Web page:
Eric Black and John Hewitt were the Reds heroes as they held out for their extra-time victory and for skipper Miller, it was a success which took the Dons to the peak of the game in Europe.
The defender told STV: "It's a huge achievement to lift any major trophy - but a European trophy is pretty special.
"I don't think we realised at the time how special it was. As the years have gone by, we realised it. We put Aberdeen's name on the map. When we travelled abroad, people knew who we were.
"We were just a little provincial club from Scotland. But we won a European trophy and that gives you pedigree. When you see that we are sandwiched in between Juventus and Barcelona on that cup, it sums up what we did.
"We didn't just win the trophy, we did it with style. We put out Bayern on the way and beat Real in the final, so that shows that we did it with style."
Aberdeen were forced to pre-qualify for the tournament but fought their way past Swiss side Sion in the Preliminary Round before knocking out Albania's Dinamo Tirana, Lech Poznan of Poland, Bayern and then Belgians Waterschei Thor on their way to the final.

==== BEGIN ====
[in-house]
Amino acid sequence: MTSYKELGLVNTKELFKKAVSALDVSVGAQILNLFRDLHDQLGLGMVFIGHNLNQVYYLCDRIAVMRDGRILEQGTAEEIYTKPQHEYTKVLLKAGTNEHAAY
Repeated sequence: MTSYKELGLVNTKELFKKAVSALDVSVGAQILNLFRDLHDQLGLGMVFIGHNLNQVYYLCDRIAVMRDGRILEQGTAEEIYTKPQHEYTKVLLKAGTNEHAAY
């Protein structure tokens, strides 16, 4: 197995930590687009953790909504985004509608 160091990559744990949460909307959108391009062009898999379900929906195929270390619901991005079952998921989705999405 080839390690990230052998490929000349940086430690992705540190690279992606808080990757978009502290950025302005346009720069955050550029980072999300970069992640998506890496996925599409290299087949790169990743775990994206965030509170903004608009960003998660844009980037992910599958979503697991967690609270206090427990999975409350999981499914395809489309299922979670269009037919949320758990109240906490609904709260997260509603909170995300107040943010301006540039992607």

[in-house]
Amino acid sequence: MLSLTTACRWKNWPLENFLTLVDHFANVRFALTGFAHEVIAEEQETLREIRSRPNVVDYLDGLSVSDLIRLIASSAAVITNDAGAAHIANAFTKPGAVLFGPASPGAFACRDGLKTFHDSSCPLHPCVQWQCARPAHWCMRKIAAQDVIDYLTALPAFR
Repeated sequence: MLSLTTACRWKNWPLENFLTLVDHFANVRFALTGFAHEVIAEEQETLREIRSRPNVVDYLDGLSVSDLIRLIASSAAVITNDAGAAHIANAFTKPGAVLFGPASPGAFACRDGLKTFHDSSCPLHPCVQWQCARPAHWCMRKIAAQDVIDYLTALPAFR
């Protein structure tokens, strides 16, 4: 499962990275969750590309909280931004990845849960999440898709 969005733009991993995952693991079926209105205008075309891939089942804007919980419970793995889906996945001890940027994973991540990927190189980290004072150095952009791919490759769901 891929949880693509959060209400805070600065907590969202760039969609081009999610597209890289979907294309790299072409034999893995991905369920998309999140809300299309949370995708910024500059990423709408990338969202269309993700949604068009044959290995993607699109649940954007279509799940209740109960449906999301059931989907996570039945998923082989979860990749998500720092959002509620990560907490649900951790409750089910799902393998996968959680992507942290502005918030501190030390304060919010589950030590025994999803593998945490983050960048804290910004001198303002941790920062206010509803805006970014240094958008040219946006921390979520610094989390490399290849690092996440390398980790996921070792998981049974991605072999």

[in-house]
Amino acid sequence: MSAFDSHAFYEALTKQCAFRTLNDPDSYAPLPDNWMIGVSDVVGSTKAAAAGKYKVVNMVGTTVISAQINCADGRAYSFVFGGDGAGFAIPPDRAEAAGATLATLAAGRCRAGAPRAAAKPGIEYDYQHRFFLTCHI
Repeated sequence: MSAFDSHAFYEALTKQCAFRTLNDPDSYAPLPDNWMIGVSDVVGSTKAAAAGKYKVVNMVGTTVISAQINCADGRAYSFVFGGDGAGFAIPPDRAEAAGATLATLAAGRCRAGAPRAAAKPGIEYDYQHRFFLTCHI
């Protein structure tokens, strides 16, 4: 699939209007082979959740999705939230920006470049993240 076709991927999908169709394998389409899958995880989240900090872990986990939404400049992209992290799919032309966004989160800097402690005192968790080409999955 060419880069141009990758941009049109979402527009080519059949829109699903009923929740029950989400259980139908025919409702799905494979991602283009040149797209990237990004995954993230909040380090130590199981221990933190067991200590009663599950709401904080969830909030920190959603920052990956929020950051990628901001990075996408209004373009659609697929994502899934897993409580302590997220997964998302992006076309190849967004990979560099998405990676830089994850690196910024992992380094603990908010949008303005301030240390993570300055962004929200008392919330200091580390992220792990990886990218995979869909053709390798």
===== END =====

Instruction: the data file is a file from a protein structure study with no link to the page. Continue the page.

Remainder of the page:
But for Miller, it was their two-legged triumph over the German Cup winners from Munich that convinced him they were real contenders for the trophy.
"We definitely went in thinking we could win the final," said the former Scotland defender of his side's meeting with the Castilian kings.
"The mind set in those days was that the German sides were the top dogs in Europe. The Bundesliga was huge. They had one of the best international teams in the world and some of the best players.
"We always felt that if we could overcome the Germans, which we did in the quarter-finals against Bayern Munich, then we would have a chance of lifting the trophy.
"Strange as it may seem, we went into the game with Real feeling like we were the favourites, even though we were classed as the underdogs.